Platelet-Rich Plasma For Arthritis

Platelet-rich plasma in Halifax

Platelet-rich plasma (PRP) is a therapy which uses a component of a person’s own blood to treat their osteoarthritis. PRP is a safe treatment which often gives significant benefit to people suffering from osteoarthritis including improvements in stiffness, pain and mobility.

Growth Factors Promote Repair

PRP injections contain a high concentration of your own platelets. These platelets contain a large amount of growth factors, including platelet-derived growth factor (PDGF), transforming growth factor beta (TGF-β), insulin-like growth factor (IGF), epidermal growth factor (EGF) and vascular endothelial growth factor (VEGF)1.

Table 1. Growth factors involved in tissue repair2.

Growth FactorEffect on Tissue Repair
EGFStimulates cellular proliferation
IGFMediates growth and repair of skeletal muscle
PDGFEncourages proliferation of fibroblasts, enhances collagen synthesis
TGF-βStimulates fibroblast proliferation, formation of collagen, and extracellular matrix components
VEGFPromotes angiogenesis

These growth factors trigger tissue repair in our natural healing and recovery process. When a high concentration of these growth factors is introduced into the area of an injured or arthritic joint the healing process is jump-started.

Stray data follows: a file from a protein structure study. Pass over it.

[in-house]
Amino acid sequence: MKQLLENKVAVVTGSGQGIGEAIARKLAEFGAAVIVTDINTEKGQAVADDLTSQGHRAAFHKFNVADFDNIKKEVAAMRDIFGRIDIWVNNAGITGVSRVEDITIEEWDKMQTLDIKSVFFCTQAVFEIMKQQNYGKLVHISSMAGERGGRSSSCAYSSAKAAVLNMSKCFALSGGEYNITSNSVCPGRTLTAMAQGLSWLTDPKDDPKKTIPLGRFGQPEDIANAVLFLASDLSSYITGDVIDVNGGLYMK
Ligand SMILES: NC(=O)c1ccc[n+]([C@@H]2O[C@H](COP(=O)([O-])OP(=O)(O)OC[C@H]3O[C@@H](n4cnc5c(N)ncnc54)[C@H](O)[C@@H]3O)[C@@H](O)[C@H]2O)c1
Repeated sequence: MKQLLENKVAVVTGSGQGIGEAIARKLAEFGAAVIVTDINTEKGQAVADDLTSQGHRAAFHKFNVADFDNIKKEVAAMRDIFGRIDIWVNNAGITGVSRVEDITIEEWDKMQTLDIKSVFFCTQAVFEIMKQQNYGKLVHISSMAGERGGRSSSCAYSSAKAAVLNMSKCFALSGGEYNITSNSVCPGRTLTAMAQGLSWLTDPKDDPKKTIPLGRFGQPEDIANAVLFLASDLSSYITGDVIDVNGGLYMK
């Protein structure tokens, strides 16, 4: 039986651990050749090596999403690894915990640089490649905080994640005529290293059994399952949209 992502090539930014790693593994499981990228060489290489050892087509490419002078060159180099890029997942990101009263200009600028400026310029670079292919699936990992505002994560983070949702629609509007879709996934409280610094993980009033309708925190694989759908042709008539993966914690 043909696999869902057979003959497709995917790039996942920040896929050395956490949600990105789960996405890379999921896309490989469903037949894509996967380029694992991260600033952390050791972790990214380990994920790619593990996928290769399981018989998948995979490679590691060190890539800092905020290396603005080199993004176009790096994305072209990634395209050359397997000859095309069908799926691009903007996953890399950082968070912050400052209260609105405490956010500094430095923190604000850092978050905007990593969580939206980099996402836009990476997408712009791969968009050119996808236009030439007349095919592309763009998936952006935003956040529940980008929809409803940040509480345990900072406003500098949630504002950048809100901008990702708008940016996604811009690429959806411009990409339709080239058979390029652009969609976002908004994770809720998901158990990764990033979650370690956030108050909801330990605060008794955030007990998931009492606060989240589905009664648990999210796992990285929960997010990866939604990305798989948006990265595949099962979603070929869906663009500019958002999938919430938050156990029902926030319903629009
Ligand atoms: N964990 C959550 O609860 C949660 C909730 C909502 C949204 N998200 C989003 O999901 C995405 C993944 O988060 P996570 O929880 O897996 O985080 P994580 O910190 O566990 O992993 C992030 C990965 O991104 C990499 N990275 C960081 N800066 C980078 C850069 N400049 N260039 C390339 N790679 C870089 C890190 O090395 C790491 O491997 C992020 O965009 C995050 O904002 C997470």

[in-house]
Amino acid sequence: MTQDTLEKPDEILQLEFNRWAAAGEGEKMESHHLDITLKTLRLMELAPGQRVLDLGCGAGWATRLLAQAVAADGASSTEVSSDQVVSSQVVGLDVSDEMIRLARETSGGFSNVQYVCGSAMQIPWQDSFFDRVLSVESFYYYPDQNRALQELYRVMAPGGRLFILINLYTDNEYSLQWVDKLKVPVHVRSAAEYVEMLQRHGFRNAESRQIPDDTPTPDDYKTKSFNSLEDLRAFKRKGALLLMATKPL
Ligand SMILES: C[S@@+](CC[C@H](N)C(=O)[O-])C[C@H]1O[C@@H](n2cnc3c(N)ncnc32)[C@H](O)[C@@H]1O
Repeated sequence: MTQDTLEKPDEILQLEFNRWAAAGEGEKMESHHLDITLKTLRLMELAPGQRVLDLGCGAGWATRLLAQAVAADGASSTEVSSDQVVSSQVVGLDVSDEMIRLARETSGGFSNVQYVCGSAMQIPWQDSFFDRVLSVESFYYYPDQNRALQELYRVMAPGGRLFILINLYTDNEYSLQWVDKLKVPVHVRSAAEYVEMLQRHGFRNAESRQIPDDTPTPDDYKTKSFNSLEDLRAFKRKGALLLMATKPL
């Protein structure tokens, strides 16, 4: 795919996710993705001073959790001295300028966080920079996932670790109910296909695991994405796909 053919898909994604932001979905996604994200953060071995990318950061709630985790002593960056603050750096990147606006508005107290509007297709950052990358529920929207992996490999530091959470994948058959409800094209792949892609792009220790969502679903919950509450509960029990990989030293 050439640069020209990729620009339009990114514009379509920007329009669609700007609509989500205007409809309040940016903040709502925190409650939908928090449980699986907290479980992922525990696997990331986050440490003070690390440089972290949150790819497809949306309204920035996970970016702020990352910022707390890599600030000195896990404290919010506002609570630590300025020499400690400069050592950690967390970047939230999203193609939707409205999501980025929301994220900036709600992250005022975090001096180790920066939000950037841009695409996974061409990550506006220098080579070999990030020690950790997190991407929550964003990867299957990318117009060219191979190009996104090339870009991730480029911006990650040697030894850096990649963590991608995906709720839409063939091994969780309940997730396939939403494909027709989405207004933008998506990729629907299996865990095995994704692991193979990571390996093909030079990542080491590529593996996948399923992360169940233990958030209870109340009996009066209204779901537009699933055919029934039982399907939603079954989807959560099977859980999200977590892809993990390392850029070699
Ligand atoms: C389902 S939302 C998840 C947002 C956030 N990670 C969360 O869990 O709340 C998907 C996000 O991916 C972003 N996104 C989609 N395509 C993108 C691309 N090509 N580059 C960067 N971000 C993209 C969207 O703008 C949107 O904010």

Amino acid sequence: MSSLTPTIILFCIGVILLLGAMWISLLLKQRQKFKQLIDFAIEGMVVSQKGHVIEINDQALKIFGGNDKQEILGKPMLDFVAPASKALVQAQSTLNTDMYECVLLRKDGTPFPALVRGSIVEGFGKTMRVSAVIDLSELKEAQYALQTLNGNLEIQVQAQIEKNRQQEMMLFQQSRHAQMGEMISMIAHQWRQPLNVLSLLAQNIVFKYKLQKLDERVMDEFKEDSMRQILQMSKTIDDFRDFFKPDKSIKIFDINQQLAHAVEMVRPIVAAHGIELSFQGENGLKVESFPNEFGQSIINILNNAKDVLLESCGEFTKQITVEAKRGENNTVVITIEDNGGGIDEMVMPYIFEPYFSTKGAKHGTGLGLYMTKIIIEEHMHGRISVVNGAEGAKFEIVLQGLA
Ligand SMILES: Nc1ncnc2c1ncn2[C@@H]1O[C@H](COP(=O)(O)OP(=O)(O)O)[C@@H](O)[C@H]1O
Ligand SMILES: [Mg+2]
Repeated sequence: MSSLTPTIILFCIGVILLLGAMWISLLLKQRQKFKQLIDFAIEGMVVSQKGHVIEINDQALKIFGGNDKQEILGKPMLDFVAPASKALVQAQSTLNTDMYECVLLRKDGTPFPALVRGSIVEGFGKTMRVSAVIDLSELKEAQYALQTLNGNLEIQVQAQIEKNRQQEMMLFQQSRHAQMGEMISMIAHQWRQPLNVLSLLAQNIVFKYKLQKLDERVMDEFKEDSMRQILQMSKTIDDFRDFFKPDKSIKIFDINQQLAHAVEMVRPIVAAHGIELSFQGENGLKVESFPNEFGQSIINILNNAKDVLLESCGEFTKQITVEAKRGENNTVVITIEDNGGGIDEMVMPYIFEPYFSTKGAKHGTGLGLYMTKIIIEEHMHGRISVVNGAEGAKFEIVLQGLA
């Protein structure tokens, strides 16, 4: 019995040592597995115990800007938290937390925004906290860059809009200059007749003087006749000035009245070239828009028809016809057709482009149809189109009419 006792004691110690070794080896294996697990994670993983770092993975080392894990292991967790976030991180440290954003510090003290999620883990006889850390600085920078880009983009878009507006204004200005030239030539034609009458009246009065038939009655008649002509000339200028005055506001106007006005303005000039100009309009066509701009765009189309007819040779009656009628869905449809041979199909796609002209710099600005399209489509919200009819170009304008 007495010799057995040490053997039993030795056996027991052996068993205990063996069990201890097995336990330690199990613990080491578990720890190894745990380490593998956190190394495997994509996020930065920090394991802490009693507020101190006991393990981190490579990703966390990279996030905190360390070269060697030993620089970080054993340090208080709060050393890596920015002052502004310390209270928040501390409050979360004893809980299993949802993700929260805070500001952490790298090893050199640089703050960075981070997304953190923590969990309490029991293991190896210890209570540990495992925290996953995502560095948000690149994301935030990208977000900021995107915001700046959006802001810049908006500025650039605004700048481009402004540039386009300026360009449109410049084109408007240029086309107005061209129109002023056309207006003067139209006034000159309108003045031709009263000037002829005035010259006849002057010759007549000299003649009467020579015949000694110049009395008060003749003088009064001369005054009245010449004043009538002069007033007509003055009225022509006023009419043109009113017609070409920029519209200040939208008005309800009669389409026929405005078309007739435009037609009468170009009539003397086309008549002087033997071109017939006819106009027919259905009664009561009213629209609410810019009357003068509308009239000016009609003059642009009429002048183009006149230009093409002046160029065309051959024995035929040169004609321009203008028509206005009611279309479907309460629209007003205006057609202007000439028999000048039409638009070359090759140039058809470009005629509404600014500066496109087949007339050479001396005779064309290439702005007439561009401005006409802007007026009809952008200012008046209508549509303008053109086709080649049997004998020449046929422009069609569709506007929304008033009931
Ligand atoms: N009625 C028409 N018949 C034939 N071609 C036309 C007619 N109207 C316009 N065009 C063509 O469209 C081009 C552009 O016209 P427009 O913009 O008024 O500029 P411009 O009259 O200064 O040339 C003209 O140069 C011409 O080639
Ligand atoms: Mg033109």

Some research has suggested that PRP improves the integrity of the joint cartilage by increasing the amount of cartilage producing cells (chondrocytes) and by decreasing their rate of cell death (apoptosis)3. This would conceivably lead to a larger number of chondrocytes actively producing healthy cartilage within the joint and a healthier joint as a result.

How Is Platelet-Rich Plasma Prepared?

Platelet-rich plasma treatment
PRP is prepared by drawing and centrifuging a small sample of your own blood on the day of treatment. A centrifuge is a device which rapidly rotates, spinning a blood sample at a high speed causing it to separate into layers based on weight. After centrifugation the blood sample separates into a top layer of plasma which is transparent yellow in color (mostly water with some dissolved proteins) and a bottom thick, red layer (red blood cells). At the junction of the plasma and red blood cell layers sits a dense concentration of platelets. This platelet-rich layer of the plasma is the portion of the blood which is collected and used for injection.